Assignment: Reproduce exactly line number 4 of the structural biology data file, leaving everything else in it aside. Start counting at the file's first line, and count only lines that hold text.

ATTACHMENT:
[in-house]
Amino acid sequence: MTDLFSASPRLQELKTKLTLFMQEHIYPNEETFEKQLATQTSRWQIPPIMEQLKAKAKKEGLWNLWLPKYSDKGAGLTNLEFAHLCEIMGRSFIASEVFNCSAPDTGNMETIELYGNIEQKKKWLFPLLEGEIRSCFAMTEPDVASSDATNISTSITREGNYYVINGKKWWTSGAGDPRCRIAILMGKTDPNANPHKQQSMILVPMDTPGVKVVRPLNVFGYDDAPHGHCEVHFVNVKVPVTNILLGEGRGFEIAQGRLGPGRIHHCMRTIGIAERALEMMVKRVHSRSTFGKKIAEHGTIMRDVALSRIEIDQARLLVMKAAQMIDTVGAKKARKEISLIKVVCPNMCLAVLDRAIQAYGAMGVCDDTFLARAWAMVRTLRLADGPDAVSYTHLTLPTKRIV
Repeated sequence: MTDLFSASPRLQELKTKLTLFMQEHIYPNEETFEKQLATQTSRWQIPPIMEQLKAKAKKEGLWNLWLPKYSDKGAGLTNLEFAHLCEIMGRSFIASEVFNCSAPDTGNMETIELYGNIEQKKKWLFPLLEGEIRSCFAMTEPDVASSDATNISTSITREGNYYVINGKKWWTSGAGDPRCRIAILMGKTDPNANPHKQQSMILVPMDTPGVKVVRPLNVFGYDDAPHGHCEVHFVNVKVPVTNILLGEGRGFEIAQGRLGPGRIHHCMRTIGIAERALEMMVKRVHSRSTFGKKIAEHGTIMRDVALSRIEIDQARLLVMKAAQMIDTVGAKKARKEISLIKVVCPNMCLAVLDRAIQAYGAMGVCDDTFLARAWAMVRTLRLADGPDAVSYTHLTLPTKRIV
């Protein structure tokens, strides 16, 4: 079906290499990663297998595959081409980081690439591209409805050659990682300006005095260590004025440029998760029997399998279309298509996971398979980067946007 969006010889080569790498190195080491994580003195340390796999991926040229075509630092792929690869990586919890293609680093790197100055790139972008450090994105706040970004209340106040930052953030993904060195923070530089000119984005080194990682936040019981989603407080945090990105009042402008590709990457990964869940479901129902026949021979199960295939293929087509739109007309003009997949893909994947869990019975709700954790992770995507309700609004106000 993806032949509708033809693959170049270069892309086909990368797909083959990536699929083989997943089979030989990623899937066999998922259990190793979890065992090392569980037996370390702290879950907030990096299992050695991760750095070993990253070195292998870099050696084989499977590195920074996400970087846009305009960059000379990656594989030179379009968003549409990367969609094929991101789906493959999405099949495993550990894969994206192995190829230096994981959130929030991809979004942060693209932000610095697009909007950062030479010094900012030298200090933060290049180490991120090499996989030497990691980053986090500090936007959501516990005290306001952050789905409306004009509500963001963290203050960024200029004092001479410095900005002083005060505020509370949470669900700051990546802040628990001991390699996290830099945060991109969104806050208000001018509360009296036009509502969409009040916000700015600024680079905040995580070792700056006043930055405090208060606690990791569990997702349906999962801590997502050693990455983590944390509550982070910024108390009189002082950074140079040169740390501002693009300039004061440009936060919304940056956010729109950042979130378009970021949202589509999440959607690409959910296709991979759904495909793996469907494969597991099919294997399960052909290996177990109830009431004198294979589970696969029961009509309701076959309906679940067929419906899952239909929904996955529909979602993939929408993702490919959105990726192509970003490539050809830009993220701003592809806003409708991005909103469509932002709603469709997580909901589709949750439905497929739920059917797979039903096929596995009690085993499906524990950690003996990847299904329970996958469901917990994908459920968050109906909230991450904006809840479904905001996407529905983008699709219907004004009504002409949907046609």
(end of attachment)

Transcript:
């Protein structure tokens, strides 16, 4: 079906290499990663297998595959081409980081690439591209409805050659990682300006005095260590004025440029998760029997399998279309298509996971398979980067946007 969006010889080569790498190195080491994580003195340390796999991926040229075509630092792929690869990586919890293609680093790197100055790139972008450090994105706040970004209340106040930052953030993904060195923070530089000119984005080194990682936040019981989603407080945090990105009042402008590709990457990964869940479901129902026949021979199960295939293929087509739109007309003009997949893909994947869990019975709700954790992770995507309700609004106000 993806032949509708033809693959170049270069892309086909990368797909083959990536699929083989997943089979030989990623899937066999998922259990190793979890065992090392569980037996370390702290879950907030990096299992050695991760750095070993990253070195292998870099050696084989499977590195920074996400970087846009305009960059000379990656594989030179379009968003549409990367969609094929991101789906493959999405099949495993550990894969994206192995190829230096994981959130929030991809979004942060693209932000610095697009909007950062030479010094900012030298200090933060290049180490991120090499996989030497990691980053986090500090936007959501516990005290306001952050789905409306004009509500963001963290203050960024200029004092001479410095900005002083005060505020509370949470669900700051990546802040628990001991390699996290830099945060991109969104806050208000001018509360009296036009509502969409009040916000700015600024680079905040995580070792700056006043930055405090208060606690990791569990997702349906999962801590997502050693990455983590944390509550982070910024108390009189002082950074140079040169740390501002693009300039004061440009936060919304940056956010729109950042979130378009970021949202589509999440959607690409959910296709991979759904495909793996469907494969597991099919294997399960052909290996177990109830009431004198294979589970696969029961009509309701076959309906679940067929419906899952239909929904996955529909979602993939929408993702490919959105990726192509970003490539050809830009993220701003592809806003409708991005909103469509932002709603469709997580909901589709949750439905497929739920059917797979039903096929596995009690085993499906524990950690003996990847299904329970996958469901917990994908459920968050109906909230991450904006809840479904905001996407529905983008699709219907004004009504002409949907046609």